The Cold War - The Korean War
By the autumn of 1950 it became clear to the old hands at the Pentagon that the "police action" on the Korean peninsula was beginning to resemble a real war. With that in mind, thirteen military training camps that had been been barren for the past five years, were dusted off in order that they might once more begin training Americans for war. Two weeks later China threw her hat in the ring.
During this same period, the U.S. Navy took 62 ships that had been mothballed in order to launch the Inchon Landings...
On Friday, November 3, 1950 Mao Tse-Tung (1893 – 1976) ordered the Chinese Army to intervene in the Korean War on behalf of the the retreating North Korean Army:
"...perhaps [as many as] 250,000 Chinese Communists jumped into the battle for Northwest Korea; at best, their intervention meant a winter campaign in the mountains; at worst, a world war."
From Amazon: The Korean War: The Chinese Intervention
"The first surprise attack came at night. It was mounted by reckless fighters, who swarmed into battle on horseback and afoot after [American] bugles had morbidly sounded 'taps'. The Reds pounced on two combat regiments of the American First Cavalry Division and the South Korean First Division. Hundreds of civilians, caught by the flaming machine gun and mortar fire, were mowed down. In U.N. casualties, it was the one of the costliest engagements of the war."
"Man, those Chinese are good soldiers... You can't see 'em; you can't hear 'em. You don't know they're there until they're on top of you... They're experts at camouflage and the best damn night-fighters I've ever seen. We could walk a company over the hill and see nothing. Then we'd look around and they'd be swarming on us like flies. It was just like they'd sprouted from the ground."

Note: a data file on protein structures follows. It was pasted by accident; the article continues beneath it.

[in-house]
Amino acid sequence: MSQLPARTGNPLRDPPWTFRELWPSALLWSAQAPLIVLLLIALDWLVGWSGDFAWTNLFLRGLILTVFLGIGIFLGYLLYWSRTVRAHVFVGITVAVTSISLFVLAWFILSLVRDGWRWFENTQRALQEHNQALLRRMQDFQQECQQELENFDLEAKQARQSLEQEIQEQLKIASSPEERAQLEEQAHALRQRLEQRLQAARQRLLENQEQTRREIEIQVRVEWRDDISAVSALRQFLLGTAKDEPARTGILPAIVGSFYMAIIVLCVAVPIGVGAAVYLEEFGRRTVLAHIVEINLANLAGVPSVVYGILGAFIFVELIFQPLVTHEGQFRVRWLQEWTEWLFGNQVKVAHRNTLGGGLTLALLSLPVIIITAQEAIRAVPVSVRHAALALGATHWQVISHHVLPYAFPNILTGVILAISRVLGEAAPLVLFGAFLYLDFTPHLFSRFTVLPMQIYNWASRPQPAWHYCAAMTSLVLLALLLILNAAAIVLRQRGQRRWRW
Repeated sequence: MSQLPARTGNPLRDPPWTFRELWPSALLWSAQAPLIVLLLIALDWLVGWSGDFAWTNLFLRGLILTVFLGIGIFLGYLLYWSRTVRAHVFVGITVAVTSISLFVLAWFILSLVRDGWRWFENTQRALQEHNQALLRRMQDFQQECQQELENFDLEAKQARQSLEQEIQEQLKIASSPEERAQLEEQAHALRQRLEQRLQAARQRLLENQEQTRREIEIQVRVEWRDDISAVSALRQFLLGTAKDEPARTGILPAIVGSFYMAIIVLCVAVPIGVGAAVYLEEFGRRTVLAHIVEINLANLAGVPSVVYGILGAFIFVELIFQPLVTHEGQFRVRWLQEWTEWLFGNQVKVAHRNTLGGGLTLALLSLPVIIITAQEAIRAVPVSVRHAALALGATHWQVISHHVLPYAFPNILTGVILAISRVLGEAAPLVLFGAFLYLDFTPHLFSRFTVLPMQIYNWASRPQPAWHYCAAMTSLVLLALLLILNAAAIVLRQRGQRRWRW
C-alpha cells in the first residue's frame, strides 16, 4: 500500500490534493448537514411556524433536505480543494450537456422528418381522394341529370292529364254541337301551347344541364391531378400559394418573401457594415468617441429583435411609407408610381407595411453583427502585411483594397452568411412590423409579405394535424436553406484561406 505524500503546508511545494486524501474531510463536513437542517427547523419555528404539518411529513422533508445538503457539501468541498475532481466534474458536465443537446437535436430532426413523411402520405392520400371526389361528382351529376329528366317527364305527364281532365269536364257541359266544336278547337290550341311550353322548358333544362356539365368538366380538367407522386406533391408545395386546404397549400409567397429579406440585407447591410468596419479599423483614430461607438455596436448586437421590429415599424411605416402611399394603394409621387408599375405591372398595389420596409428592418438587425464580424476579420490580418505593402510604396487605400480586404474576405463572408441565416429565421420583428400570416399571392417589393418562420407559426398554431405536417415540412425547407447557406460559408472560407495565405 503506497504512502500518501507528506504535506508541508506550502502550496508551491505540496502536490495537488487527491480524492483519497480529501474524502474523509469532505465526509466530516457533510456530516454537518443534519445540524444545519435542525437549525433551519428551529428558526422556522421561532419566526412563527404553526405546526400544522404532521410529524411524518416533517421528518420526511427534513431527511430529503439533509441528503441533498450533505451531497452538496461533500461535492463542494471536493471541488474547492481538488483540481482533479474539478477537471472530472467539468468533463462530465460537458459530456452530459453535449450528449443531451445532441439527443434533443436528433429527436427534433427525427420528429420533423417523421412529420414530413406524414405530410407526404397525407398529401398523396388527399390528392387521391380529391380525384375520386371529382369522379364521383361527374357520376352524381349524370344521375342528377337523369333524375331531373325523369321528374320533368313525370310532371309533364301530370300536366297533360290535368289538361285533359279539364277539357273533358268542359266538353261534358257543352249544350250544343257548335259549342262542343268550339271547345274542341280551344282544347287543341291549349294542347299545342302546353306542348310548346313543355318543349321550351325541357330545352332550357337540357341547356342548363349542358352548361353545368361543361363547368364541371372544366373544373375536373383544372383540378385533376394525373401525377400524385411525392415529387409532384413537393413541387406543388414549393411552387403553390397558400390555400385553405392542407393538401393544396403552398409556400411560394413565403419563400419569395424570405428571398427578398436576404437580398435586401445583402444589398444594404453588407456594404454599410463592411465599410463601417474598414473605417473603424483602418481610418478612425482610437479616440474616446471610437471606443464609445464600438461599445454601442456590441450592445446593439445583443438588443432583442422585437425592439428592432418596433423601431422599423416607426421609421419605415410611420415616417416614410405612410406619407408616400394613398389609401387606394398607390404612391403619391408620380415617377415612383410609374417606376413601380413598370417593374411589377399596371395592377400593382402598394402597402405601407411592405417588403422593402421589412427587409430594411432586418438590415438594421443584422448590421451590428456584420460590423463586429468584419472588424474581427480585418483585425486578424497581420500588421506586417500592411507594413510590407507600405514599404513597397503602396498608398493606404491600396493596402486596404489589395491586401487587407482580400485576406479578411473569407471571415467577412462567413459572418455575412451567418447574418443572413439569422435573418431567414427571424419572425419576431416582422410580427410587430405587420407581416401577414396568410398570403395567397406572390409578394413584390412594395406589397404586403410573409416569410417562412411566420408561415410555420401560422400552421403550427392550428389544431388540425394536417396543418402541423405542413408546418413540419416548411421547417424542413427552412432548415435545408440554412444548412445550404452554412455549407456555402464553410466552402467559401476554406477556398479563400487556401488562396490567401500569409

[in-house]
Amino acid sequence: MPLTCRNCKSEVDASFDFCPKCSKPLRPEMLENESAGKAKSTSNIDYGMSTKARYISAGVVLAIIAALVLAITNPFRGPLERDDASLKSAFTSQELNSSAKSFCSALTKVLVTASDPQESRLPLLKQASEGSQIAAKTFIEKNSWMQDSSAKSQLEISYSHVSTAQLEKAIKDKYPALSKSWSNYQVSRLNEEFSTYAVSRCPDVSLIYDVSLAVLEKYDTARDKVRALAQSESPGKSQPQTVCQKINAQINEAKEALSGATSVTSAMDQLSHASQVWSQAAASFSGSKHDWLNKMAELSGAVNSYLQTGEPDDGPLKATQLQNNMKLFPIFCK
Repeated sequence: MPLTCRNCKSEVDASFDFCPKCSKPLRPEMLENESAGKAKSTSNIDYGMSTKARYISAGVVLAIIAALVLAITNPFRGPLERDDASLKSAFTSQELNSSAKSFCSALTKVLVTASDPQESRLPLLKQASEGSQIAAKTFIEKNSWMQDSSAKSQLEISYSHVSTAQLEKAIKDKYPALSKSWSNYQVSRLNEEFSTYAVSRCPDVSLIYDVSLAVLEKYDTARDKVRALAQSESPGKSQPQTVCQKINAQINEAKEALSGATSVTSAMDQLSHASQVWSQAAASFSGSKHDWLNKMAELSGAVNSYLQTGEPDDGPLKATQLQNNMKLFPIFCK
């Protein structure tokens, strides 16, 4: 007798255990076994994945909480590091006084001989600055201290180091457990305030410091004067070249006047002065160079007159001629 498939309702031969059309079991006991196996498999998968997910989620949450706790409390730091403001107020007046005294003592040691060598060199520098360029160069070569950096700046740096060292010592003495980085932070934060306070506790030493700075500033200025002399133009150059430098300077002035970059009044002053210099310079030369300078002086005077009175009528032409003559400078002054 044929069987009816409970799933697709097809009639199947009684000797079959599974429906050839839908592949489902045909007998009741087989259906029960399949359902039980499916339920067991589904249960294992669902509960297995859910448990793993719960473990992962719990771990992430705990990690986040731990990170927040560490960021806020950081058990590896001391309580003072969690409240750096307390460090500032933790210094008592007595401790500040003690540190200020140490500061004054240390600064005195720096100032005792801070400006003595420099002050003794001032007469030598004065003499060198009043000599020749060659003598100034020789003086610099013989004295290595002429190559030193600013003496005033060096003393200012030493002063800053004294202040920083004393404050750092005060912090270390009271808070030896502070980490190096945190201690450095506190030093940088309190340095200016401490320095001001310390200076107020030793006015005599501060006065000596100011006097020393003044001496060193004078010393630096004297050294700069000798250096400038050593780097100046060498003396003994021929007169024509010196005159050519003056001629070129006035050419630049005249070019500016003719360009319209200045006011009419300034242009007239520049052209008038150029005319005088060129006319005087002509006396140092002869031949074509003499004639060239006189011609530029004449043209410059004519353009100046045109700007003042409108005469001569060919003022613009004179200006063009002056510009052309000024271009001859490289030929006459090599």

As is made clear on this website, numerous tanks were fielded by the U.N. Forces during the Korean War, and one of the most effective ones was the Patton Tank (in all it's variations).
This snippet appeared on the newsstands shortly after Halloween, 1950. It will give you a sense of the great relief that was felt not simply in the halls of Congress and the Pentagon, but all across the country. The journalist wrote this report as if decades had past and a distant memory was being recalled about a five month-long war that was once fought and won by the all-suffering Americans and their U.N. Allies, but the Communists learned their lesson, so we don't have to worry about them anymore. The war's turning point is hailed (The Inchon Landings), as is General MacArthur, American casualty figures are listed and mention is made of the South Koreans moving into the recently liberated towns of the North. But this same reporter would write a very different article for the next issue of the magazine when he would relay that the war had expanded, and casualty figures had ballooned with the intervention of the Chinese Army.
MORE ARTICLES >>> PAGE: * 1 * 2 * 3 * 4 * 5 * 6 * 7 * 8 * 9 * 10 * 11 * > NEXT